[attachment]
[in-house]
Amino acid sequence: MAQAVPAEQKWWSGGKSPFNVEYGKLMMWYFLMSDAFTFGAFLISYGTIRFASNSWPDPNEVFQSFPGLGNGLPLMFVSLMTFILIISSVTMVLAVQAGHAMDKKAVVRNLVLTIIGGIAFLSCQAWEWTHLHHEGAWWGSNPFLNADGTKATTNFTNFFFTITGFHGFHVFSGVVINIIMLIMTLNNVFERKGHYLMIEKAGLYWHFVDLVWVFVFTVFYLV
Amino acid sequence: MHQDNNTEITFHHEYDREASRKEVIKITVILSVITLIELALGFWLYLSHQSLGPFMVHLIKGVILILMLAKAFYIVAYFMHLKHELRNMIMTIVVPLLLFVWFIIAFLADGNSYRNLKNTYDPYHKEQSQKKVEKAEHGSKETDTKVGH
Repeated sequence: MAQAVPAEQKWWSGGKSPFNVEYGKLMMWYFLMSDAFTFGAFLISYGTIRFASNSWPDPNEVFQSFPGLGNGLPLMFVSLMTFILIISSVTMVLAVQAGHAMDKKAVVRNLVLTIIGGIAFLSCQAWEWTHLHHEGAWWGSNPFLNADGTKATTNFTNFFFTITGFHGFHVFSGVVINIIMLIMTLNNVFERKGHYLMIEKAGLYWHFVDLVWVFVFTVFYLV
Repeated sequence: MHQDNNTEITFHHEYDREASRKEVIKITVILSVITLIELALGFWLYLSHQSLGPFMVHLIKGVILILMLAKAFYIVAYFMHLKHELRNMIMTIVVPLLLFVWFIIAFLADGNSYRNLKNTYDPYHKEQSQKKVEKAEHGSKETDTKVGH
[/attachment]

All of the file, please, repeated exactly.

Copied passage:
[in-house]
Amino acid sequence: MAQAVPAEQKWWSGGKSPFNVEYGKLMMWYFLMSDAFTFGAFLISYGTIRFASNSWPDPNEVFQSFPGLGNGLPLMFVSLMTFILIISSVTMVLAVQAGHAMDKKAVVRNLVLTIIGGIAFLSCQAWEWTHLHHEGAWWGSNPFLNADGTKATTNFTNFFFTITGFHGFHVFSGVVINIIMLIMTLNNVFERKGHYLMIEKAGLYWHFVDLVWVFVFTVFYLV
Amino acid sequence: MHQDNNTEITFHHEYDREASRKEVIKITVILSVITLIELALGFWLYLSHQSLGPFMVHLIKGVILILMLAKAFYIVAYFMHLKHELRNMIMTIVVPLLLFVWFIIAFLADGNSYRNLKNTYDPYHKEQSQKKVEKAEHGSKETDTKVGH
Repeated sequence: MAQAVPAEQKWWSGGKSPFNVEYGKLMMWYFLMSDAFTFGAFLISYGTIRFASNSWPDPNEVFQSFPGLGNGLPLMFVSLMTFILIISSVTMVLAVQAGHAMDKKAVVRNLVLTIIGGIAFLSCQAWEWTHLHHEGAWWGSNPFLNADGTKATTNFTNFFFTITGFHGFHVFSGVVINIIMLIMTLNNVFERKGHYLMIEKAGLYWHFVDLVWVFVFTVFYLV
Repeated sequence: MHQDNNTEITFHHEYDREASRKEVIKITVILSVITLIELALGFWLYLSHQSLGPFMVHLIKGVILILMLAKAFYIVAYFMHLKHELRNMIMTIVVPLLLFVWFIIAFLADGNSYRNLKNTYDPYHKEQSQKKVEKAEHGSKETDTKVGH